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How does one retire after four decades of university study?

Tuesday 21 June 2016 12:02pm

A question that has no doubt crossed the minds of many academics, and is the focus of the latest volume of The Arab World Geographer, featuring articles from two Otago University retired Geographers Blair Fitzharris and Peter Holland. The titles of the articles, Clearly I remain a geographer for life and Still Searching, give some suggestion that retirement doesn’t mean a complete removal from the academic world, with both making significant contributions to their field since retirement.

Emeritus Professor Blair Fitzharris

Blair Fitzharris took up a contract to be a Convening Lead Author for the Fourth Assessment Report of the Intergovernmental Panel on Climate Change for the first three years after he retired, whilst also starting a consultancy company.

It wasn’t until his wife suggested he was working a bit hard for a retired person that he considered reducing his workload.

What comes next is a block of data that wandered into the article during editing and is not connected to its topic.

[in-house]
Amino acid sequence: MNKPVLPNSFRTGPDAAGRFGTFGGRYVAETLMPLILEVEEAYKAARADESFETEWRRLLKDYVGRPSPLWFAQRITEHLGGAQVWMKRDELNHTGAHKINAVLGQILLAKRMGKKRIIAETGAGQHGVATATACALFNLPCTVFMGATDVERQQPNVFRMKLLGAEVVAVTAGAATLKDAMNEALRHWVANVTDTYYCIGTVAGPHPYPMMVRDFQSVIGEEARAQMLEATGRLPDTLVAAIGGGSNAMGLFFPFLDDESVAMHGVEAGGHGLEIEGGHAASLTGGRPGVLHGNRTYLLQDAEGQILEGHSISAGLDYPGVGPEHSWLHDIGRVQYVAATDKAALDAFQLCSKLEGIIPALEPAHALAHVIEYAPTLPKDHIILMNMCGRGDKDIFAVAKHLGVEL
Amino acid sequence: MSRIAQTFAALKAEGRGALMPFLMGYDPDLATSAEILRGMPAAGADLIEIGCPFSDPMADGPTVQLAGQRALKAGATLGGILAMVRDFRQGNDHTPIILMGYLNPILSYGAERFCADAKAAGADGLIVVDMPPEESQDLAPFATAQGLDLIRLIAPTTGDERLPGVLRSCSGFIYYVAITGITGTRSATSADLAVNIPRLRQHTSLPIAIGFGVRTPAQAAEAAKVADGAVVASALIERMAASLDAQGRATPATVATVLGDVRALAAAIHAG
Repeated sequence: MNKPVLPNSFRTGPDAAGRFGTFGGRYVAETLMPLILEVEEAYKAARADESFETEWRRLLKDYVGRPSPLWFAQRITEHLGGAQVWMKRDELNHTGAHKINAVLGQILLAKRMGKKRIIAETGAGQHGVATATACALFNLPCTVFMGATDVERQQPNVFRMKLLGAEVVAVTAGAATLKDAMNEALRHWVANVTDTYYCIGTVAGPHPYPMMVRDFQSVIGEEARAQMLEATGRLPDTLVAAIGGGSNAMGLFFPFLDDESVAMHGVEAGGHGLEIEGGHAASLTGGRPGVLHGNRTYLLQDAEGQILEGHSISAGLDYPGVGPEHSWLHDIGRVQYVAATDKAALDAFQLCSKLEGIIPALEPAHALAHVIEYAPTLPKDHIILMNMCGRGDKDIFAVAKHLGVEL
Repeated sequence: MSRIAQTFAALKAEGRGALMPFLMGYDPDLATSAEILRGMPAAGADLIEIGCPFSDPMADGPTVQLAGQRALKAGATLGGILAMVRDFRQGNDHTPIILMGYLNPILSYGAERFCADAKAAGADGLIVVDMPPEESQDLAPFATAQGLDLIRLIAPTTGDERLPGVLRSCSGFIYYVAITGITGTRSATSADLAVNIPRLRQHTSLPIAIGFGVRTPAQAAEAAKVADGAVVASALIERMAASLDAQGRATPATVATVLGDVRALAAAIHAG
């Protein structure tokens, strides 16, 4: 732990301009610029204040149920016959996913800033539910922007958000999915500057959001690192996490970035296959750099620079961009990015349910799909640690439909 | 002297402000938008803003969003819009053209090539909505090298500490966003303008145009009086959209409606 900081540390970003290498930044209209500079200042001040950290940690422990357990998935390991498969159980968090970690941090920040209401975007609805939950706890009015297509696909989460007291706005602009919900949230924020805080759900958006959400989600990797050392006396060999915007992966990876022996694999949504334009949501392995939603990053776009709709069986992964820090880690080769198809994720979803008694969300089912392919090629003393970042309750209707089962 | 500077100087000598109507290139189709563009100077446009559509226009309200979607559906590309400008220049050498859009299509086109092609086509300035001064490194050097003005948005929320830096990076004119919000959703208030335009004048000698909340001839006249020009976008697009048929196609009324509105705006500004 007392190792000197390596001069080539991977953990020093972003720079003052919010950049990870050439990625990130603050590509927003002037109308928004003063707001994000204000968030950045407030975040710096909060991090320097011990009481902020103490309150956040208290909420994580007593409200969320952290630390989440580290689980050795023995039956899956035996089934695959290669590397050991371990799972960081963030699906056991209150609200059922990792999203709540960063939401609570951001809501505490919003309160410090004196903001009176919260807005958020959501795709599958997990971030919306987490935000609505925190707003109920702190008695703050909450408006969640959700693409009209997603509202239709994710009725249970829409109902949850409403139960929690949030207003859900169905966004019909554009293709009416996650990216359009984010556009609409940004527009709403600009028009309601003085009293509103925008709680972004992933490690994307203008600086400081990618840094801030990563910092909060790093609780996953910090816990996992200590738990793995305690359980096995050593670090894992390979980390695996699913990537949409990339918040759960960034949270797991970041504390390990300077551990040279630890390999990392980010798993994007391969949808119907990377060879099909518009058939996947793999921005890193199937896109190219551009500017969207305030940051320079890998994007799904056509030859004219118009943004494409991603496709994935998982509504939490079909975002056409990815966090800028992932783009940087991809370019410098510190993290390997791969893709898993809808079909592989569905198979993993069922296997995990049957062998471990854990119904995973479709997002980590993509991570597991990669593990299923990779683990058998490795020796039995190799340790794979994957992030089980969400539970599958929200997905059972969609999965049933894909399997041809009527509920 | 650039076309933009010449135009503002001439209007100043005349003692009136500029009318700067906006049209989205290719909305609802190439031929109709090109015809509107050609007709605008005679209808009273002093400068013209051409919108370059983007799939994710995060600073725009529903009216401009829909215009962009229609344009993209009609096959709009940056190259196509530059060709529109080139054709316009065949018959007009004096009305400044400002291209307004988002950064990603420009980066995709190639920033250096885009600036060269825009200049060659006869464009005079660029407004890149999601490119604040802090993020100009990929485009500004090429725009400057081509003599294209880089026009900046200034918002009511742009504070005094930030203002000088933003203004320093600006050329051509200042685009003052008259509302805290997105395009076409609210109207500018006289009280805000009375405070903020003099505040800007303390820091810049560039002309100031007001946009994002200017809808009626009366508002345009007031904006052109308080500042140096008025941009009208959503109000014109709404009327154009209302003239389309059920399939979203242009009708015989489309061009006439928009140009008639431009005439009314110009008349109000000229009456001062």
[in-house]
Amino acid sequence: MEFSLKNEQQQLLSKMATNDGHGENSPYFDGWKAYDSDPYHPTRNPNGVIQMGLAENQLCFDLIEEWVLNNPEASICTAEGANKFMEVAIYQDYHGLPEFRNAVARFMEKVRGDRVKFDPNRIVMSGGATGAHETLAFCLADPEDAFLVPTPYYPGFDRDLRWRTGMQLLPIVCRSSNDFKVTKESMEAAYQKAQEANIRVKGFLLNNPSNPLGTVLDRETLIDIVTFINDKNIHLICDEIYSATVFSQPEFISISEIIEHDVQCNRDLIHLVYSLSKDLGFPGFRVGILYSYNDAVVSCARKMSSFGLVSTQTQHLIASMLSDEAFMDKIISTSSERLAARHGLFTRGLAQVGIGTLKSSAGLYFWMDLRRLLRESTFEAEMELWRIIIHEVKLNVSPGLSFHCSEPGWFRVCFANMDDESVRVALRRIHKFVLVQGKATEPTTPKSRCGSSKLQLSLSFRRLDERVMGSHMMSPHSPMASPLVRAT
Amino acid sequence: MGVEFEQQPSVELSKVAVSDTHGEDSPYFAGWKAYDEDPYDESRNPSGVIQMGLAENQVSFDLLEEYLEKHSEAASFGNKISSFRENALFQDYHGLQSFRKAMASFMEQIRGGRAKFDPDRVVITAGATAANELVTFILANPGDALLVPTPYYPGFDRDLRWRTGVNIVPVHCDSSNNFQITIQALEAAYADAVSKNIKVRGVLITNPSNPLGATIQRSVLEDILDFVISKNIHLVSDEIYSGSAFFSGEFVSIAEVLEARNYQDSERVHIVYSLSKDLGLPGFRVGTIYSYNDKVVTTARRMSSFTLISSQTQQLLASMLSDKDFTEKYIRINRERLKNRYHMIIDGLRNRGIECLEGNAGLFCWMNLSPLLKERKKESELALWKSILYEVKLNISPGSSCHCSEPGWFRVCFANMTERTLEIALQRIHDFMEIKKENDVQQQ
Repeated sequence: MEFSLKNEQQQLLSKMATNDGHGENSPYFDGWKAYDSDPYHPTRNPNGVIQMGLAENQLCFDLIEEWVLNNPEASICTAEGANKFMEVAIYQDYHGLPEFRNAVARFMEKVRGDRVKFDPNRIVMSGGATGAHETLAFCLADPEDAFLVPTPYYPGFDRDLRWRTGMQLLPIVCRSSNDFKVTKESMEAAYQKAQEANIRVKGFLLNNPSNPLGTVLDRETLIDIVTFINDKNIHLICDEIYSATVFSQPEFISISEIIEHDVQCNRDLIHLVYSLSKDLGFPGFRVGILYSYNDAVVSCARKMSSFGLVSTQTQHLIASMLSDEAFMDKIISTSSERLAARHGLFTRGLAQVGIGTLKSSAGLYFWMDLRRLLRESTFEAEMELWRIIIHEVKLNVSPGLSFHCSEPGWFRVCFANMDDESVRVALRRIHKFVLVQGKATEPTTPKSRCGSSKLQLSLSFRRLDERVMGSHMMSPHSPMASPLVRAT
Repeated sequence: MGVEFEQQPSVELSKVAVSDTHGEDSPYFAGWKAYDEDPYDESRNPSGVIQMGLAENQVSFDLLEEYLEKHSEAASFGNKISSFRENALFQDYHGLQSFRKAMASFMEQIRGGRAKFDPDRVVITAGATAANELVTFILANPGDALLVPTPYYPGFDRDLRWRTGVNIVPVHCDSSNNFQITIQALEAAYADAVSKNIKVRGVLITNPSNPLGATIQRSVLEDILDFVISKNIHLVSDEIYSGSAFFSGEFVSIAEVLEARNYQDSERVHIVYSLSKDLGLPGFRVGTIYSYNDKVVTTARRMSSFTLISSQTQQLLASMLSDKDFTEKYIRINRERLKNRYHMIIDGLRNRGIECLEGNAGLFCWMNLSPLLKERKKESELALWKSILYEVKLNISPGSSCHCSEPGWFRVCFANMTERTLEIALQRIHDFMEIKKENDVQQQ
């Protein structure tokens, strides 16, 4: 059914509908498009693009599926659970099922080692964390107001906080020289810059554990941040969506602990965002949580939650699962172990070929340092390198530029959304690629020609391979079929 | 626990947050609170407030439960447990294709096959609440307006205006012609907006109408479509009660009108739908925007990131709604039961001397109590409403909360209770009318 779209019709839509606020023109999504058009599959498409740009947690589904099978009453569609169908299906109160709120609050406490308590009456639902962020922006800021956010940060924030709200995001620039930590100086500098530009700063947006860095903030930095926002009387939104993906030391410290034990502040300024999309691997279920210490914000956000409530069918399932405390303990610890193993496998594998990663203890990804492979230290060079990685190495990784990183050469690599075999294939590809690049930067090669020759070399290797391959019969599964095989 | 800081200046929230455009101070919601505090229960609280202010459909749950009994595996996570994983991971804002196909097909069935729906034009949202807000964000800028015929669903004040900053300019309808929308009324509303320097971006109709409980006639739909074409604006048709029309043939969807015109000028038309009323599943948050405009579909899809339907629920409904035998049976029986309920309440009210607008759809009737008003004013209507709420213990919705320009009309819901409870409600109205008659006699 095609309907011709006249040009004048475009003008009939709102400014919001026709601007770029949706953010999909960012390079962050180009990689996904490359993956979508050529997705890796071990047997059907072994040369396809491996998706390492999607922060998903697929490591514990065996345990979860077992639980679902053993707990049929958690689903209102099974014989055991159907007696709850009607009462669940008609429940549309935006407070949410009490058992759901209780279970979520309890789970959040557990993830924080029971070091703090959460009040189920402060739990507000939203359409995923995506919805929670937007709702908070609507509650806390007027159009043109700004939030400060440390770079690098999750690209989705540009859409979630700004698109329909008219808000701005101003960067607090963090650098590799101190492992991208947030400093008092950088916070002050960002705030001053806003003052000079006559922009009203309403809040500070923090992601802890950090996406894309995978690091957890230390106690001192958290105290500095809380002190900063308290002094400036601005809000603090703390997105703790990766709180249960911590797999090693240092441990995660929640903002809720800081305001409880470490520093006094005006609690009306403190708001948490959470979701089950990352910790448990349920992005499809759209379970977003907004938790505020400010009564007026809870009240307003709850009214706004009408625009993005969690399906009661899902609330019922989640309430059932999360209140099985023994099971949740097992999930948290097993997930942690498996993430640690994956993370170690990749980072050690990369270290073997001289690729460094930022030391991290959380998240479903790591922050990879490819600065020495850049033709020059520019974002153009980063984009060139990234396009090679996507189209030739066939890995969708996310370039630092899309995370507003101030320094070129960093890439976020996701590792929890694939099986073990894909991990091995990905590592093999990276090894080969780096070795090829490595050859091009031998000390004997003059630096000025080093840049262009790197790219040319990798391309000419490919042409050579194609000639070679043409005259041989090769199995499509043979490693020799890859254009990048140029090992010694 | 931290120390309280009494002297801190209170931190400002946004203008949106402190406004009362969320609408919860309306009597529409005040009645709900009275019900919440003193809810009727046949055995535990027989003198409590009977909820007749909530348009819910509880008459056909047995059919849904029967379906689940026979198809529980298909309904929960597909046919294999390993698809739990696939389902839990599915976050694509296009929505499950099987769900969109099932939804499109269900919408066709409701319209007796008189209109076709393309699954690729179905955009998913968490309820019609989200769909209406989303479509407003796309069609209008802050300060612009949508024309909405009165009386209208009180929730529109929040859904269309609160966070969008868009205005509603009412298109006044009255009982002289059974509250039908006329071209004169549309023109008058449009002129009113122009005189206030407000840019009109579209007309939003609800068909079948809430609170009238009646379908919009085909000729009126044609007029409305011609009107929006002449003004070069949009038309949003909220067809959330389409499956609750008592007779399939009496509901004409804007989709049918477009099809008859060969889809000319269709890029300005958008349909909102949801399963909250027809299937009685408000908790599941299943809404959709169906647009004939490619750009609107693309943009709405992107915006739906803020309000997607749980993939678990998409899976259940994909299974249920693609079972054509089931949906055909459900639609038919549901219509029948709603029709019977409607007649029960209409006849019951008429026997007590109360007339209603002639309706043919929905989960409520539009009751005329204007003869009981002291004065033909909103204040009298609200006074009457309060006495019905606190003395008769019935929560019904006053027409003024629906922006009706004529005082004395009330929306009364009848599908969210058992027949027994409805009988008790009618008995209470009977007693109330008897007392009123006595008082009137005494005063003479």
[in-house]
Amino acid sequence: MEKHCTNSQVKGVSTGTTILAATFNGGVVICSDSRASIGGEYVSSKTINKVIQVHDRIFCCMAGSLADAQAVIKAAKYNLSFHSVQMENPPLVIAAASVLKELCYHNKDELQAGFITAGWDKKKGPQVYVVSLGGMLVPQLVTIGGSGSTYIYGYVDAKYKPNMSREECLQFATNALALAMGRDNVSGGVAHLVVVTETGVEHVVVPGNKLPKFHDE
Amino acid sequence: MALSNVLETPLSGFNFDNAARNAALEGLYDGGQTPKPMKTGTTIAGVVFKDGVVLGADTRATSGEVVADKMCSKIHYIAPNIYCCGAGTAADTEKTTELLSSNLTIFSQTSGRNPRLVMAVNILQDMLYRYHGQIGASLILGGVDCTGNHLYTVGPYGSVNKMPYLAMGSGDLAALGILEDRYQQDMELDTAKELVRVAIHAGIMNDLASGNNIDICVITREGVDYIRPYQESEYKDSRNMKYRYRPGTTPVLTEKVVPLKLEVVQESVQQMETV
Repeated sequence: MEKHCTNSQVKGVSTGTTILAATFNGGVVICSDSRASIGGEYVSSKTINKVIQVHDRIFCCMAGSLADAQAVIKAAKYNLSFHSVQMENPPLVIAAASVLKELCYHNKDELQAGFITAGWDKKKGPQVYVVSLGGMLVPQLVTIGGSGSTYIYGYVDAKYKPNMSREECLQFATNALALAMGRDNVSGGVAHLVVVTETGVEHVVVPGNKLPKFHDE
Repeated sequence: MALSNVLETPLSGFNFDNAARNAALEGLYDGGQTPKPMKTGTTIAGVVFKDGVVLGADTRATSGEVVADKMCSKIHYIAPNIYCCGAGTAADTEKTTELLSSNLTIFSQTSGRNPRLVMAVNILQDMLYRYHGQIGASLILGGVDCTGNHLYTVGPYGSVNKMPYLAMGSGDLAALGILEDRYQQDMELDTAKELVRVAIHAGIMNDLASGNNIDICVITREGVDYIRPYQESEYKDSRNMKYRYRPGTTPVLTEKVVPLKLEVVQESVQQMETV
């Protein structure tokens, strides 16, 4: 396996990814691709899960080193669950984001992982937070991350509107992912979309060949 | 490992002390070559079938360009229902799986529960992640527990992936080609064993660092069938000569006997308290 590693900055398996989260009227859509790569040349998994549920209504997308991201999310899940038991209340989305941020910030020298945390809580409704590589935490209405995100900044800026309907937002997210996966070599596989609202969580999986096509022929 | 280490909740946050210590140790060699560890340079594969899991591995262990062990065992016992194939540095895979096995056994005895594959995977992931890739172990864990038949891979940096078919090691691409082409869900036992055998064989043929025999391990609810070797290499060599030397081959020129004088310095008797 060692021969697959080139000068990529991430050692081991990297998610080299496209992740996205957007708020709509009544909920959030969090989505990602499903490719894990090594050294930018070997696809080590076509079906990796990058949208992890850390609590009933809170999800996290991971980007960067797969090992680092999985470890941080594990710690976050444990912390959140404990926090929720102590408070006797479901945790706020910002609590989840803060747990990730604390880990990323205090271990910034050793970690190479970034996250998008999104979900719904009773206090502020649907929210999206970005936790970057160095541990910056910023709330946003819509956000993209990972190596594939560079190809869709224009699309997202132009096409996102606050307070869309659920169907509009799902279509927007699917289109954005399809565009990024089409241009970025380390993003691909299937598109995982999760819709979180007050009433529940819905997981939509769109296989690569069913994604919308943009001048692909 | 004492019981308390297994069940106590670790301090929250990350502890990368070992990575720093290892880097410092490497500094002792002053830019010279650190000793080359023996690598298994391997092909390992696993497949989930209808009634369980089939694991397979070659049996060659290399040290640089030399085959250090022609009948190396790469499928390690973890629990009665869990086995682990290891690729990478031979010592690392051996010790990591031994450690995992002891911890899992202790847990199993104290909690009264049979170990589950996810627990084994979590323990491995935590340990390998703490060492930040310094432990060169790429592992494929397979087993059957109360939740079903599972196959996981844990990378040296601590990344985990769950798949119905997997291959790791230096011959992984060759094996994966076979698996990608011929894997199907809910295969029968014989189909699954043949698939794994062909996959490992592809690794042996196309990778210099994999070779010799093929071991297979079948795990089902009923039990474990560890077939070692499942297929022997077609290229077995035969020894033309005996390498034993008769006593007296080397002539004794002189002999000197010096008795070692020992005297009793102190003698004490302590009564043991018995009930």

Emeritus Professor Peter Holland

Peter Holland spent seven years after his retirement “closing down” a complicated career in teaching, research supervision and administration as well as publishing a book, a handful of book chapters and a dozen articles.

In fact he is showing no signs of slowing down, currently researching another book and three articles.

Articles in the Arab World Geographer

The articles were two of twenty-one, all giving a window into the everyday life of a retired geographer. The authors were invited to explore the understandings and projects that evolved once they had been freed from a formal university framework and give insight into how life can influence research.

This issue of Arab World Geographer was published for the 33rd International Geographical Congress to be held in Beijing China later this year, and can be found online.

Read Blair and Peter’s articles.